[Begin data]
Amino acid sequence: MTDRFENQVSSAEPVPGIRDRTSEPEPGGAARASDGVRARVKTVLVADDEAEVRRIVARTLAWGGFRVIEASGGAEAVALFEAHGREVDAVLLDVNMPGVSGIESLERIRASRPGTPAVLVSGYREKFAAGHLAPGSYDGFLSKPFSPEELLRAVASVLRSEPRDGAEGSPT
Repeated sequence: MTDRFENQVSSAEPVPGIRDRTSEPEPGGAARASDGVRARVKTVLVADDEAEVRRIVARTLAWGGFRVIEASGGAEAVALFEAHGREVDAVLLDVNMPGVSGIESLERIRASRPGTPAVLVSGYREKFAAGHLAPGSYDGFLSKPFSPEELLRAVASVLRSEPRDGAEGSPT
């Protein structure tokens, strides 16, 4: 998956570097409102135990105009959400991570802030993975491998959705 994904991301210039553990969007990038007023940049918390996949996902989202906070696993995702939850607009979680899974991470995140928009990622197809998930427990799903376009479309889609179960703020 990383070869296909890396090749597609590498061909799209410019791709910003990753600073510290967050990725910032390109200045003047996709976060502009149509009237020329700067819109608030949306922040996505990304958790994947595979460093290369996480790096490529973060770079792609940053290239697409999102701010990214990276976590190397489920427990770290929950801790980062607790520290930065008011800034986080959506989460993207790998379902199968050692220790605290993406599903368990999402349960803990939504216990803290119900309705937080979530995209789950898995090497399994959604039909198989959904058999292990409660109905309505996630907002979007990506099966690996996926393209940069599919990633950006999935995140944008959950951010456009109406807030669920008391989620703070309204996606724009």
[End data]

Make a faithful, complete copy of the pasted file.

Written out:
Amino acid sequence: MTDRFENQVSSAEPVPGIRDRTSEPEPGGAARASDGVRARVKTVLVADDEAEVRRIVARTLAWGGFRVIEASGGAEAVALFEAHGREVDAVLLDVNMPGVSGIESLERIRASRPGTPAVLVSGYREKFAAGHLAPGSYDGFLSKPFSPEELLRAVASVLRSEPRDGAEGSPT
Repeated sequence: MTDRFENQVSSAEPVPGIRDRTSEPEPGGAARASDGVRARVKTVLVADDEAEVRRIVARTLAWGGFRVIEASGGAEAVALFEAHGREVDAVLLDVNMPGVSGIESLERIRASRPGTPAVLVSGYREKFAAGHLAPGSYDGFLSKPFSPEELLRAVASVLRSEPRDGAEGSPT
């Protein structure tokens, strides 16, 4: 998956570097409102135990105009959400991570802030993975491998959705 994904991301210039553990969007990038007023940049918390996949996902989202906070696993995702939850607009979680899974991470995140928009990622197809998930427990799903376009479309889609179960703020 990383070869296909890396090749597609590498061909799209410019791709910003990753600073510290967050990725910032390109200045003047996709976060502009149509009237020329700067819109608030949306922040996505990304958790994947595979460093290369996480790096490529973060770079792609940053290239697409999102701010990214990276976590190397489920427990770290929950801790980062607790520290930065008011800034986080959506989460993207790998379902199968050692220790605290993406599903368990999402349960803990939504216990803290119900309705937080979530995209789950898995090497399994959604039909198989959904058999292990409660109905309505996630907002979007990506099966690996996926393209940069599919990633950006999935995140944008959950951010456009109406807030669920008391989620703070309204996606724009």